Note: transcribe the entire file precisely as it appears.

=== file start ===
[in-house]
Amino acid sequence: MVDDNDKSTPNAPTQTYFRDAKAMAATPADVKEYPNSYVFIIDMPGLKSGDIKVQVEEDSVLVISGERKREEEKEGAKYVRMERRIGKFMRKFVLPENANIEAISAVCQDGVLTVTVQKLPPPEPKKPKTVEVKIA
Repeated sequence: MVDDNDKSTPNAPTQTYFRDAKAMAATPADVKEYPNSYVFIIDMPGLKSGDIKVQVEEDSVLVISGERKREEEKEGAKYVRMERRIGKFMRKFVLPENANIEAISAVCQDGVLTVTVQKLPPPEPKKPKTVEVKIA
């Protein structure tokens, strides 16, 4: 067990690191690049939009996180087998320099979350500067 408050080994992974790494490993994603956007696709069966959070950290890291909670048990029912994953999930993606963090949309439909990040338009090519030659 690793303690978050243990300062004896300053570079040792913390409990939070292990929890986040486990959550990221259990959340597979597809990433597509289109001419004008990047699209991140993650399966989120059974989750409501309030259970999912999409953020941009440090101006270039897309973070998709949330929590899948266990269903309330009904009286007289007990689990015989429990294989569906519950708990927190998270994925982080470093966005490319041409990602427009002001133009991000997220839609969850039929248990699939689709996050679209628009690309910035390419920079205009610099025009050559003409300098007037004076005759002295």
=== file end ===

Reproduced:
[in-house]
Amino acid sequence: MVDDNDKSTPNAPTQTYFRDAKAMAATPADVKEYPNSYVFIIDMPGLKSGDIKVQVEEDSVLVISGERKREEEKEGAKYVRMERRIGKFMRKFVLPENANIEAISAVCQDGVLTVTVQKLPPPEPKKPKTVEVKIA
Repeated sequence: MVDDNDKSTPNAPTQTYFRDAKAMAATPADVKEYPNSYVFIIDMPGLKSGDIKVQVEEDSVLVISGERKREEEKEGAKYVRMERRIGKFMRKFVLPENANIEAISAVCQDGVLTVTVQKLPPPEPKKPKTVEVKIA
């Protein structure tokens, strides 16, 4: 067990690191690049939009996180087998320099979350500067 408050080994992974790494490993994603956007696709069966959070950290890291909670048990029912994953999930993606963090949309439909990040338009090519030659 690793303690978050243990300062004896300053570079040792913390409990939070292990929890986040486990959550990221259990959340597979597809990433597509289109001419004008990047699209991140993650399966989120059974989750409501309030259970999912999409953020941009440090101006270039897309973070998709949330929590899948266990269903309330009904009286007289007990689990015989429990294989569906519950708990927190998270994925982080470093966005490319041409990602427009002001133009991000997220839609969850039929248990699939689709996050679209628009690309910035390419920079205009610099025009050559003409300098007037004076005759002295």